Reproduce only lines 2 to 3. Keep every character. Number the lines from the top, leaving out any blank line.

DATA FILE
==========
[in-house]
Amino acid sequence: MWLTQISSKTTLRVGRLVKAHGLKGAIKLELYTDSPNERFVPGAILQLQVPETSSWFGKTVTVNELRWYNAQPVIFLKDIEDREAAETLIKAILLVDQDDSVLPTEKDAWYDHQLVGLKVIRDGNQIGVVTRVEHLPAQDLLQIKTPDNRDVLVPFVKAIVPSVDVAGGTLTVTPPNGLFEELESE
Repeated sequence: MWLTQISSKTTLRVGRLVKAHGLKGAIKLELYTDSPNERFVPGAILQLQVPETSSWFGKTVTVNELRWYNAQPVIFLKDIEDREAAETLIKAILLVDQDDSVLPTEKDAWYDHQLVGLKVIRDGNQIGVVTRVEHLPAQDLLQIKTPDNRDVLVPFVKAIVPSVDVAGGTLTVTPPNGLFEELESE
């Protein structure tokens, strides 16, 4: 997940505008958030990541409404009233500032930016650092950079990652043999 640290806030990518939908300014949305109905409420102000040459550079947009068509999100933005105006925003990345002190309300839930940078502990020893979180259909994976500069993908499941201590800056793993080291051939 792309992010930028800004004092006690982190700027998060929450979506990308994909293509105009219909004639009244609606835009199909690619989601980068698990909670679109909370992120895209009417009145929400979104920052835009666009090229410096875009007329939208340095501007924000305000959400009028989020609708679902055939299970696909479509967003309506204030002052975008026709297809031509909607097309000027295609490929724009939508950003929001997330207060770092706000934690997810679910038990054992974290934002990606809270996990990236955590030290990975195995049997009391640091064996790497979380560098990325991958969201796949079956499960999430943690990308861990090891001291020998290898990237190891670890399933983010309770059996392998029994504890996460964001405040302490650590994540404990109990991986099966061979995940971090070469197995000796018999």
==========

Amino acid sequence: MWLTQISSKTTLRVGRLVKAHGLKGAIKLELYTDSPNERFVPGAILQLQVPETSSWFGKTVTVNELRWYNAQPVIFLKDIEDREAAETLIKAILLVDQDDSVLPTEKDAWYDHQLVGLKVIRDGNQIGVVTRVEHLPAQDLLQIKTPDNRDVLVPFVKAIVPSVDVAGGTLTVTPPNGLFEELESE
Repeated sequence: MWLTQISSKTTLRVGRLVKAHGLKGAIKLELYTDSPNERFVPGAILQLQVPETSSWFGKTVTVNELRWYNAQPVIFLKDIEDREAAETLIKAILLVDQDDSVLPTEKDAWYDHQLVGLKVIRDGNQIGVVTRVEHLPAQDLLQIKTPDNRDVLVPFVKAIVPSVDVAGGTLTVTPPNGLFEELESE